Tony Finau’s prediction of a new day for the U.S. Team is coming true before our eyes
KOHLER, Wis. – Maybe Tony Finau was right. He said this year’s U.S. Ryder Cup Team was something new, something fresh, something, well, different than the teams of years past that had produced puzzling results for the better part of three decades.
Finau was one of the team’s youngest players three years ago in Paris, and now, at 32, is one of its oldest. He looks across the world-class youthful additions to this year’s team and senses a culture change.
So far, so good for this U.S. team, which has as much talent as it does depth. A hard-fought 2-2 result in the Saturday afternoon Four-Ball session following a 3-1 Foursomes result in the morning kept the U.S. moving forward, and with a commanding 11-5 lead heading into Sunday, it will take something historic to defeat them.
Only twice in the history of the event has a team come back from as far as four points down on Sunday, when 12 Singles points are at stake. The U.S. (1999, Brookline) and Europeans (2012, Medinah), both pulled it off. This mountain is higher. Europe needs 14 points to retain the Cup that it won in Paris three years ago; that means it would need to go no worse than 9-3 in Singles.
“It’s all about believing,” said Europe’s Shane Lowry, who scratched out a victory with Tyrrell Hatton against Finau and Harris English. “I was reading something last night. If you have a 1 percent chance, you have to have 100 percent faith.”
It certainly won’t be easy. This Ryder Cup week, the U.S. team refuses to surrender an inch. Even with plenty of European blue on the scoreboard Saturday afternoon, the U.S. was determined to make sure their visitors at Whistling Straits had as little hope as possible. Texans Bryson DeChambeau and Scottie Scheffler flipped a match in which they trailed against Tommy Fleetwood and Viktor Hovland, giving the U.S. a 2-2 result. It won the first three sessions by 3-1 margins.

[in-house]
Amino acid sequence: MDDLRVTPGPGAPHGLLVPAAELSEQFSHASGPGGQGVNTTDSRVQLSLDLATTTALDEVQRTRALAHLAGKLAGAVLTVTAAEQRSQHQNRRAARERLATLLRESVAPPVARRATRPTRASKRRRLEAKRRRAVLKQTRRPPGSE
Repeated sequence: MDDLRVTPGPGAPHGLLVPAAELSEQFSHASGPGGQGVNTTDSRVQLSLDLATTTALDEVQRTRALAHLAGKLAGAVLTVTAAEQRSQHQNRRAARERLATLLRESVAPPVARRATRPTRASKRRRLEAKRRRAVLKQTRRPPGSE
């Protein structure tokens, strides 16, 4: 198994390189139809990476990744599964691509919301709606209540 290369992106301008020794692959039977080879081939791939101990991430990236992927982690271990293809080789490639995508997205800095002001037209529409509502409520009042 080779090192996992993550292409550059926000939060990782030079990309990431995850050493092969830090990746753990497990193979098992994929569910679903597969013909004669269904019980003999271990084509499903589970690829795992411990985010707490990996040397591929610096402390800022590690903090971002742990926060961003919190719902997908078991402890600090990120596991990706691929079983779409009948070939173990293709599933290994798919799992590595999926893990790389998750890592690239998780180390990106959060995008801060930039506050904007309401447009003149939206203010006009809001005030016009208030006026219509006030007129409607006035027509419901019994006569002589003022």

“This afternoon session was an important one,” said U.S. Captain Steve Stricker. “If they blank us (4-0), they get right back in the game. Splitting the session was a good outcome for us.”
Dustin Johnson, the oldest player on the team at 37 and its most experienced player (fifth Ryder Cup), ran his record to 4-0 with a Four-Ball triumph alongside Collin Morikawa against European Ryder Cup stalwarts Ian Poulter and Rory McIlroy. Neither European player has earned a point heading into Sunday.
Outside of the powerhouse Spanish tandem of World No. 1 Jon Rahm and 10-time Ryder Cup veteran Sergio Garcia, who have combined to win three matches, the European Team has done little to challenge the U.S. to this point.
“I'm sure they know they have a very tall order ahead of them, but it's still possible,” said Europe Captain Padraig Harrington. “At the end of the day, as I said at Medinah (where Europe turned a 10-6 deficit into victory), it's only half a point more than we won in the singles at Medinah.
“Individually, it's not really that important in the sense of the team. They have to just go out there and win their own individual match. There's nothing more they can do than that. They have to focus on that and not look at that bigger picture and focus on their individual self and play their game and win that, and then just see how it adds up.”
Johnson can be the fourth American player in history to go 5-0 should he win his Singles match, joining Gardner Dickinson, Arnold Palmer (both went 5-0 in 1967) and Larry Nelson (1979). Rookies Xander Schauffele and Collin Morikawa each could finish 4-0 with victories on Sunday.
The 12 Singles matches begin at 11:04 a.m. CST.